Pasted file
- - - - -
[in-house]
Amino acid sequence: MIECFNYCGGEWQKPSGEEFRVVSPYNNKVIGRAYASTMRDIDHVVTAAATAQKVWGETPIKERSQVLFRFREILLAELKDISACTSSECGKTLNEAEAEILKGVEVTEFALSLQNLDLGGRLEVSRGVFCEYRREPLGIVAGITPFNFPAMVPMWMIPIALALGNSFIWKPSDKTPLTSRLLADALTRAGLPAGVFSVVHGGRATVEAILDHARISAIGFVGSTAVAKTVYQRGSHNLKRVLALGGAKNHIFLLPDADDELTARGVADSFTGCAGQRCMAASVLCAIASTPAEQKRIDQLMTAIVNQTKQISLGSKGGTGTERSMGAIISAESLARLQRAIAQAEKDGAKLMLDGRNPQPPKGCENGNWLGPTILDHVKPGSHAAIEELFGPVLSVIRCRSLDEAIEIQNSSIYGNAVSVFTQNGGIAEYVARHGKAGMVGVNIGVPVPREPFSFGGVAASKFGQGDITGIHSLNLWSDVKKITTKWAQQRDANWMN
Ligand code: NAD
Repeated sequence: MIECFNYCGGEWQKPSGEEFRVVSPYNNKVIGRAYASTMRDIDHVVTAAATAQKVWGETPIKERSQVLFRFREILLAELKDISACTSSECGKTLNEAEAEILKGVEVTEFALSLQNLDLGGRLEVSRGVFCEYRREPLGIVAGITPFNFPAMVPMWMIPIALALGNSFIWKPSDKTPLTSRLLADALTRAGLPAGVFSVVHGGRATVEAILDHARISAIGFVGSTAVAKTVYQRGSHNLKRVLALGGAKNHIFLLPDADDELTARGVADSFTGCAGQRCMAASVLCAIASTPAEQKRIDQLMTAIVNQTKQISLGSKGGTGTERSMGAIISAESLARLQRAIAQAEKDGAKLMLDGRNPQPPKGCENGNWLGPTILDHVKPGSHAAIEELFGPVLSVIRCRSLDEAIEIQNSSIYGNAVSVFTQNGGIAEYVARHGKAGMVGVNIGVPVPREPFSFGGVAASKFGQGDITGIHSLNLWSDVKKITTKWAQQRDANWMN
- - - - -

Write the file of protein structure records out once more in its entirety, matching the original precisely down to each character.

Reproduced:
[in-house]
Amino acid sequence: MIECFNYCGGEWQKPSGEEFRVVSPYNNKVIGRAYASTMRDIDHVVTAAATAQKVWGETPIKERSQVLFRFREILLAELKDISACTSSECGKTLNEAEAEILKGVEVTEFALSLQNLDLGGRLEVSRGVFCEYRREPLGIVAGITPFNFPAMVPMWMIPIALALGNSFIWKPSDKTPLTSRLLADALTRAGLPAGVFSVVHGGRATVEAILDHARISAIGFVGSTAVAKTVYQRGSHNLKRVLALGGAKNHIFLLPDADDELTARGVADSFTGCAGQRCMAASVLCAIASTPAEQKRIDQLMTAIVNQTKQISLGSKGGTGTERSMGAIISAESLARLQRAIAQAEKDGAKLMLDGRNPQPPKGCENGNWLGPTILDHVKPGSHAAIEELFGPVLSVIRCRSLDEAIEIQNSSIYGNAVSVFTQNGGIAEYVARHGKAGMVGVNIGVPVPREPFSFGGVAASKFGQGDITGIHSLNLWSDVKKITTKWAQQRDANWMN
Ligand code: NAD
Repeated sequence: MIECFNYCGGEWQKPSGEEFRVVSPYNNKVIGRAYASTMRDIDHVVTAAATAQKVWGETPIKERSQVLFRFREILLAELKDISACTSSECGKTLNEAEAEILKGVEVTEFALSLQNLDLGGRLEVSRGVFCEYRREPLGIVAGITPFNFPAMVPMWMIPIALALGNSFIWKPSDKTPLTSRLLADALTRAGLPAGVFSVVHGGRATVEAILDHARISAIGFVGSTAVAKTVYQRGSHNLKRVLALGGAKNHIFLLPDADDELTARGVADSFTGCAGQRCMAASVLCAIASTPAEQKRIDQLMTAIVNQTKQISLGSKGGTGTERSMGAIISAESLARLQRAIAQAEKDGAKLMLDGRNPQPPKGCENGNWLGPTILDHVKPGSHAAIEELFGPVLSVIRCRSLDEAIEIQNSSIYGNAVSVFTQNGGIAEYVARHGKAGMVGVNIGVPVPREPFSFGGVAASKFGQGDITGIHSLNLWSDVKKITTKWAQQRDANWMN